Emanuel Augustus: The unlucky warrior
THE HARD-NOSED JOURNEYMAN BATTLED THE ODDS AS A FIGHTER AND THEN AS A SHOOTING VICTIM. HE KEEPS ON PUNCHING.
Nobody ever called Emanuel Augustus a lucky man. Yet even by his standards, what happened as he strolled back from a sparring session at North 14th Street gym in Baton Rouge, Louisiana, one evening last October was exceptionally unlucky. Just minutes away from his destination, two men in the middle of a heated argument pulled up beside him. As the car ground to a halt, 21-year-old Christopher Stills allegedly jumped out, pulled out a pistol and started firing.
The shots evidently weren’t meant to hit anyone but they did. For Augustus, standing just feet away from the car, they were nearly fatal. Before he realized what was happening it was too late to get out of the way; one stray bullet slammed into his neck, splitting apart before continuing into his brain. His shooters fled as Augustus hit the ground and when rescuers came to his aid he was unresponsive. Lying beside him in a pool of blood was a well-worn pair of boxing gloves.
There will always be a question mark hanging over Augustus, a lingering feeling that he could have achieved much more than he did. In one sense he epitomized the career of a journeyman boxer; taking fights on short notice, traveling wherever he could be assured of a match and finishing with a record of 38-34-6.
And yet he was clearly better than that. He was a classy boxer, an entertainer, hard to hit and harder to put down. A journeyman wouldn’t have gone 10 rounds with a fired-up Micky War, and or given Floyd Mayweather Jr. a close call. It’s not hard to get the impression that with a little more guidance, and a little more care, he could have been a champion. “I always thought there was that Micky Ward in him, that warrior spirit,” his former promoter, Lou DiBella, said. “I thought that if he got on a little win streak, it would be enough to get him a big fight.” Unfortunately for Augustus, he never did.
Born in Chicago, Emanuel Burton – he changed his last name to Augustus in 2001 – grew up in Baton Rouge. He made a name for himself at the city’s famous North 14th Street Gym as someone who would spar with anyone at any time.
“He was the envy of the gym,” said his friend LJ Morvant, who met Augustus in 1996. “Even though he didn’t get the popularity he deserved here at home, in the gym nobody could beat him. He’d go through the whole gym and still be the man in the middle of the ring just wishing somebody would give him another round. He just never got enough.”
By the mid-1990s he’d begun to make a name for himself on a national level, his penchant for dancing in the ring and his silky skills marking him as good for TV. He was also a go-to man when promoters needed a fighter at the last minute.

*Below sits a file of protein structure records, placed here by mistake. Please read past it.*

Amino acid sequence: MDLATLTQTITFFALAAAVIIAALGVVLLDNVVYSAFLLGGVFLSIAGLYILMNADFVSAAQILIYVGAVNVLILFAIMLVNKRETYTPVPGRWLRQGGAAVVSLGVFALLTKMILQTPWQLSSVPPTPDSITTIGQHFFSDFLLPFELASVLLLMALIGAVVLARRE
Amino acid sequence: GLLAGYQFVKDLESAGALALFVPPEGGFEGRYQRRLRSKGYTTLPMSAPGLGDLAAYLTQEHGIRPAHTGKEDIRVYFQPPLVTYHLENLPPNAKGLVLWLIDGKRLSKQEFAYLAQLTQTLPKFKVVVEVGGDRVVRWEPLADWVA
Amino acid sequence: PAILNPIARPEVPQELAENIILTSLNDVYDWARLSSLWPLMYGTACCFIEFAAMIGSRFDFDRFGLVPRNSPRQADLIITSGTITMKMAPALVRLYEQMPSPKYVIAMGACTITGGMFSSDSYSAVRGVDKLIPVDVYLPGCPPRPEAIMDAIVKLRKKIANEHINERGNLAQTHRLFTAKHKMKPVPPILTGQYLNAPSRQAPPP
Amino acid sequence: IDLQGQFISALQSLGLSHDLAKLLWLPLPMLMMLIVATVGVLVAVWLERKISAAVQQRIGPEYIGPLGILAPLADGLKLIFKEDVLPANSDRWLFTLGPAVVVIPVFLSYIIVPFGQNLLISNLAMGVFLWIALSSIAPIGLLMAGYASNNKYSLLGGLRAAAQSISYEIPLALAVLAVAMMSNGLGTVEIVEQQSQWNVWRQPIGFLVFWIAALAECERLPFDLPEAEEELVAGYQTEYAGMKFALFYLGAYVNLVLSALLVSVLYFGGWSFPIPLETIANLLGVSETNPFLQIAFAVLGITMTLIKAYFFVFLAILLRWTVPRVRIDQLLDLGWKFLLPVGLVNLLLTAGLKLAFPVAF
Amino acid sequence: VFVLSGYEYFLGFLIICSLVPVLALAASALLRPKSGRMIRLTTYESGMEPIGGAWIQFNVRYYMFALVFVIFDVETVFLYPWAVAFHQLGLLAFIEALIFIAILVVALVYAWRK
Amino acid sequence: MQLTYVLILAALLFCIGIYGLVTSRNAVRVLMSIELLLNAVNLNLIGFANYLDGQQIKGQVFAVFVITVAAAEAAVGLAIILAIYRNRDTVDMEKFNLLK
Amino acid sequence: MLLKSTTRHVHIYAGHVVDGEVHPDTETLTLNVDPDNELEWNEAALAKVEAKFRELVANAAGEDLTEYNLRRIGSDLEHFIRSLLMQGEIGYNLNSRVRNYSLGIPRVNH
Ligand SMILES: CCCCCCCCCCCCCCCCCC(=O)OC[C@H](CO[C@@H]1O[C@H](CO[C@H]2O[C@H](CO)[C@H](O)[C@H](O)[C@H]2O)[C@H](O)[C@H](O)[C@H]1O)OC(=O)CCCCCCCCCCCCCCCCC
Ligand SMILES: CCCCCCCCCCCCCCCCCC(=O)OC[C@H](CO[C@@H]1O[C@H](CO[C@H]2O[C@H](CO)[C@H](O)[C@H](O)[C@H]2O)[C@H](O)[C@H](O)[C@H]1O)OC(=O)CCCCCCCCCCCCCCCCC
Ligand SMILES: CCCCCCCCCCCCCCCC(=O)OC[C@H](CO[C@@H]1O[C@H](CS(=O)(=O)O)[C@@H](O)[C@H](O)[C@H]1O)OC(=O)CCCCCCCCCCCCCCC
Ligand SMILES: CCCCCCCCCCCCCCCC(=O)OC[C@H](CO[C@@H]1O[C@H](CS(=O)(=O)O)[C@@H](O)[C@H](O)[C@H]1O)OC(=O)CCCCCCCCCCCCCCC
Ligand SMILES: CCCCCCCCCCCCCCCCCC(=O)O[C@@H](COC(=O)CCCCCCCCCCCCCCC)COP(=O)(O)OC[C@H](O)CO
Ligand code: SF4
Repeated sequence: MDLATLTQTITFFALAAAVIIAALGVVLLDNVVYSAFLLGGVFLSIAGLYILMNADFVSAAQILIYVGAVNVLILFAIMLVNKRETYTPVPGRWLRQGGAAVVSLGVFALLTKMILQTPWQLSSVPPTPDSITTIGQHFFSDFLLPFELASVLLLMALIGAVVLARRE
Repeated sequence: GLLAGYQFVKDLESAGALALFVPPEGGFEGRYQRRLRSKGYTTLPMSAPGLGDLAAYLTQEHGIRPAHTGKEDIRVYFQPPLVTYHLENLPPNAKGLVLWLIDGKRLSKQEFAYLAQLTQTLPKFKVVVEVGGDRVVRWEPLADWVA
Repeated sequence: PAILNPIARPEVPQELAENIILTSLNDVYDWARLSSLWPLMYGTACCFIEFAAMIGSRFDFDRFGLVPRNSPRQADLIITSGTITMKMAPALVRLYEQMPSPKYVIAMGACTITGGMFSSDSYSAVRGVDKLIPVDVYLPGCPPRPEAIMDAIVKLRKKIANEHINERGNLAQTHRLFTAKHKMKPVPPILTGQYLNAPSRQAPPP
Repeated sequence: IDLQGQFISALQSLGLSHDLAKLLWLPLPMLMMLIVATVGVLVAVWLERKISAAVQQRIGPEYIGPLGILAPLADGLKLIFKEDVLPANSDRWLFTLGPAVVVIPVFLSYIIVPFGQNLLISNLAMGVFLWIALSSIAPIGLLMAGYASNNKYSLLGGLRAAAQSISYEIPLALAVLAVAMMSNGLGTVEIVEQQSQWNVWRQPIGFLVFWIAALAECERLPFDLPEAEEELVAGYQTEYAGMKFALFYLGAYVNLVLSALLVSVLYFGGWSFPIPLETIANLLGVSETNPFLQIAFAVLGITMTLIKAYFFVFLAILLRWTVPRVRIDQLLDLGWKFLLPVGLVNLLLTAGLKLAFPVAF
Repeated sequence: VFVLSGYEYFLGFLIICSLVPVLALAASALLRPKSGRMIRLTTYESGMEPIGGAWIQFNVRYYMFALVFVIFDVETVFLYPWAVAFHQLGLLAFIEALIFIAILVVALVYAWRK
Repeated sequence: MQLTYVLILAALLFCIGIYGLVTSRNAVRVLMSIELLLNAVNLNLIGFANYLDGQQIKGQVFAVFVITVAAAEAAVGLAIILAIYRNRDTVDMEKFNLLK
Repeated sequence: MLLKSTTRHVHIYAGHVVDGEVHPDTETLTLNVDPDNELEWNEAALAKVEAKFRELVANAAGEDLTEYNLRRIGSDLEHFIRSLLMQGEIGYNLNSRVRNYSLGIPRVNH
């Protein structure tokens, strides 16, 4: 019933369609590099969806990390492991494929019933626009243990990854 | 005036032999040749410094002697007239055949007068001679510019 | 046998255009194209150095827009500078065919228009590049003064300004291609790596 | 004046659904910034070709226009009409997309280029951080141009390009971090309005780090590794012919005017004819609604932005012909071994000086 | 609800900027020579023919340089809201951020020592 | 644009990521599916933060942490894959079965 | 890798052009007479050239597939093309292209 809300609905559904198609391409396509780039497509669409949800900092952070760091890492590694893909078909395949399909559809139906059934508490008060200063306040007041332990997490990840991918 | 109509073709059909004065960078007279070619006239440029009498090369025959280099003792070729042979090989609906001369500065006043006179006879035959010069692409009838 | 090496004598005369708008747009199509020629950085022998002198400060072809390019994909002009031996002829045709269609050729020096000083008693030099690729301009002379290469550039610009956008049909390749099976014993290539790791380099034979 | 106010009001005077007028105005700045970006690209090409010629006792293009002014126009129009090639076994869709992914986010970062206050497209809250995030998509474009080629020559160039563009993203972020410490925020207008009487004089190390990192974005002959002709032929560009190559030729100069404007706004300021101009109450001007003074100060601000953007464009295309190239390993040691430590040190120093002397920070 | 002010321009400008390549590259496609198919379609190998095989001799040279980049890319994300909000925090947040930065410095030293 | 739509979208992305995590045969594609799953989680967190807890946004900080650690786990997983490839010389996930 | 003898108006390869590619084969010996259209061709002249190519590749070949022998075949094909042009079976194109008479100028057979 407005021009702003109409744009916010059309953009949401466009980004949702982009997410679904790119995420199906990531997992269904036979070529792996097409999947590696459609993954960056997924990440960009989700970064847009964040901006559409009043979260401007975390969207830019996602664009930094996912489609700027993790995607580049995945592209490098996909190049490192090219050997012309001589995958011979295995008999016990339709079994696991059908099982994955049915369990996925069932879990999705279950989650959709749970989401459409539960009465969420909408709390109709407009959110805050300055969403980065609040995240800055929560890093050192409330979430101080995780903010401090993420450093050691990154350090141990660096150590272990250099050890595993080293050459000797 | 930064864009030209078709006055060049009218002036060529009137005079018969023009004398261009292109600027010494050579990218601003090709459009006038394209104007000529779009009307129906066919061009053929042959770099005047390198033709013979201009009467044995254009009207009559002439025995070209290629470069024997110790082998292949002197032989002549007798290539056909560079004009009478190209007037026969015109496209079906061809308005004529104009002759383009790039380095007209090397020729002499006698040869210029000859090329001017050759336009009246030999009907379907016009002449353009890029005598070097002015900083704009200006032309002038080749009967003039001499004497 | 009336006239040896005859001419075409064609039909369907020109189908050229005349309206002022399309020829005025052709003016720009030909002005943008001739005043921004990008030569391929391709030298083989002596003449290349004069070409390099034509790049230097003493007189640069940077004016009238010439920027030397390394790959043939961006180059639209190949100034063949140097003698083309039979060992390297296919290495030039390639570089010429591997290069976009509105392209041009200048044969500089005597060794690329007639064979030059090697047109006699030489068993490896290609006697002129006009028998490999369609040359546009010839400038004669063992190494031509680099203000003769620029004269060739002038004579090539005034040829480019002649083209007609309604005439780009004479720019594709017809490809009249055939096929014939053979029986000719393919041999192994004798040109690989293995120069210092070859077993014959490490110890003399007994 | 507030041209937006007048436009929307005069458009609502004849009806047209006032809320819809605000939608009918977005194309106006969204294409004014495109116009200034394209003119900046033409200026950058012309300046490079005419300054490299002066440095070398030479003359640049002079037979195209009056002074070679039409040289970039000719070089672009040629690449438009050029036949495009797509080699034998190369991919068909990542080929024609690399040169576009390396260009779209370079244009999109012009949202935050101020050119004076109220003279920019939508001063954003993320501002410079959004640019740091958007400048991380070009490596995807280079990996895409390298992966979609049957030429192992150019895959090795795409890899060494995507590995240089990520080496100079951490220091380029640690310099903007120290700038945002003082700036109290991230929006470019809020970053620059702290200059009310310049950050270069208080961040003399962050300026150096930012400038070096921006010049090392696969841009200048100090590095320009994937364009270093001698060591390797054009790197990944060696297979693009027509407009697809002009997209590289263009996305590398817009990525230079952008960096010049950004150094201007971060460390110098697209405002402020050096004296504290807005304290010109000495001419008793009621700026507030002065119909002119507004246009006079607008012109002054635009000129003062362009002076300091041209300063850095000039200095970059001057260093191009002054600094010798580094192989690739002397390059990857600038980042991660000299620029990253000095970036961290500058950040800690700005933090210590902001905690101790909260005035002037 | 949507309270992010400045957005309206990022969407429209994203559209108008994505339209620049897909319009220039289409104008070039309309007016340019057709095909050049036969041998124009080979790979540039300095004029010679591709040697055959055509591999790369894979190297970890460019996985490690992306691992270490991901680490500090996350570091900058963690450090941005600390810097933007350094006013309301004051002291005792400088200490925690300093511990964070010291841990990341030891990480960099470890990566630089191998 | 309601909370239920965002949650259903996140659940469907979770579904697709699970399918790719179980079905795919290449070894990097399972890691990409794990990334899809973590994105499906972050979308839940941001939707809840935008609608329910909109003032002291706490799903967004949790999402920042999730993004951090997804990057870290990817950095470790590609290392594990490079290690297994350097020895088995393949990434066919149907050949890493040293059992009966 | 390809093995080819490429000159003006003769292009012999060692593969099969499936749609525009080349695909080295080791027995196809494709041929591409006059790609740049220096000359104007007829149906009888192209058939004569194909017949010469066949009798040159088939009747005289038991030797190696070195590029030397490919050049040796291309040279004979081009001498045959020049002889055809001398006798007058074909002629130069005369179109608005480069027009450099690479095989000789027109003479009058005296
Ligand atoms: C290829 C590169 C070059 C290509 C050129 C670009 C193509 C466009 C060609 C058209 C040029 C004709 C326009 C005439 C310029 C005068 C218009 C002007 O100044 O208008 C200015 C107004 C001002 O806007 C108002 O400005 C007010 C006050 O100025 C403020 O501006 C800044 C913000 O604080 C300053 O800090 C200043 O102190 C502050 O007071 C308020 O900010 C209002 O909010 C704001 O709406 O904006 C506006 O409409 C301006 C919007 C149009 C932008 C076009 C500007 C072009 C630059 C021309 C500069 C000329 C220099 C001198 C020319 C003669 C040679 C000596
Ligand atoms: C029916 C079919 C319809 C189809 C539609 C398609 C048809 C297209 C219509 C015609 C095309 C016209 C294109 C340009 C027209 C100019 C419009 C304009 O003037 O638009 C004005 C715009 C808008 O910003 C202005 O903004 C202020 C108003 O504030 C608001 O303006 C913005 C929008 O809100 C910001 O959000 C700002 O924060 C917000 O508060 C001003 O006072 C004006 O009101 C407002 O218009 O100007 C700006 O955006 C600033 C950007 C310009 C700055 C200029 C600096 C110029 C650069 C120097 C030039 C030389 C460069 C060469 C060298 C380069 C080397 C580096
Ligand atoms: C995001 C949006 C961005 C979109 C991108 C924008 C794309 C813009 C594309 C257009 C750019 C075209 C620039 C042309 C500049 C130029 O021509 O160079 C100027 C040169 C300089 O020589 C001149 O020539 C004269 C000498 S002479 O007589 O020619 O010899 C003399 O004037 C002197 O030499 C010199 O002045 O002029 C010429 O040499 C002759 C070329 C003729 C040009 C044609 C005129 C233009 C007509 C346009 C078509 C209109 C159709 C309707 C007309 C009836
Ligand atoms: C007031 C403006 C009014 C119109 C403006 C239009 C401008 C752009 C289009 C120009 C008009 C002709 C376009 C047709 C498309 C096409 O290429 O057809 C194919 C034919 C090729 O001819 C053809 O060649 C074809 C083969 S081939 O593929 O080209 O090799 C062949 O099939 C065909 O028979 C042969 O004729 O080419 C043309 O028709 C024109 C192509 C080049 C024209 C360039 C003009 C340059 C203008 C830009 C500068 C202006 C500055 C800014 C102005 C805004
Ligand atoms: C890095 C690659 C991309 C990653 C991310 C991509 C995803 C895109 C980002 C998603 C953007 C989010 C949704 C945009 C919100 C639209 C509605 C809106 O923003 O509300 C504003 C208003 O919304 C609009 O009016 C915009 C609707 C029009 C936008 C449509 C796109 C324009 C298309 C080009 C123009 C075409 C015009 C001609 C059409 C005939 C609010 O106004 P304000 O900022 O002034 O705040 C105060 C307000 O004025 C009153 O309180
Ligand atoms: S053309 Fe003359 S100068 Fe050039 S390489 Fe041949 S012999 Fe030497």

“He would never turn down a fight,” his friend Sean Lynn said. Lynn, a longtime boxing fan, began filming a documentary about the boxer in 2006 after seeing him in action on ESPN.
“Except for a brief period of time where he was promoted by Lou DiBella, he never really had a promoter,” Lynn said. “So he was the guy people would call last minute, with two days’ notice, a week’s notice, 10 days’ notice, and it was kind of the role he fell into in boxing. And a lot of guys wouldn’t fight him because he was a really tough fight.”
A look at his record bears that out. In 1998 he went from Tunica to Denmark to Germany to New Orleans in four months. A year later, he fought in Biloxi, Mississippi; Denmark; and Las Vegas in the space of three months. He performed well, winning more fights than he lost but the lack of preparation meant he was never totally at his best.
HE’D GO THROUGH THE WHOLE GYM AND STILL BE THE MAN IN THE MIDDLE OF THE RING JUST WISHING SOMEBODY WOULD GIVE HIM ANOTHER ROUND. HE JUST NEVER GOT ENOUGH. – LJ MORVANT
Augustus’ career peaked in the early 2000s. It was during that time he took part in his two biggest fights, against Mayweather and Ward. The Ward fight, named by THE RING Magazine as 2001’s Fight of the Year, was an entertaining 10-round slugfest that Augustus lost by unanimous decision. The year before, he gave Mayweather a real challenge over the course of nine rounds before the fight was finally stopped. “Out of every guy that I fought,” Mayweather said in 2012, “I’m going to rate Emanuel Augustus first compared to all the guys that I’ve faced. He didn’t have the best record in the sport of boxing, he has never won a world title, but he came to fight.”
Those two fights, though, were anomalies. Most of his fights were against fellow journeymen in out-of-the-way locations with an unfriendly judging panel. Indeed, he began to acquire a reputation as a boxer who was unluckier than most when it came to being on the wrong end of judges’ decisions.
“It’s the nature of boxing,” Lynn said. “When you’re fighting in another guy’s hometown, and you’re fighting under his promoters and their judges, it’s not necessarily a case where the promoters will say under no circumstances can I dust this win unless he knocks the guy out. It’s an unspoken thing a lot of times.
“Emanuel never really had anybody protecting him in that regard. He was kind of a lone wolf. He would literally fight anybody, anywhere, anytime and he paid the price for that.”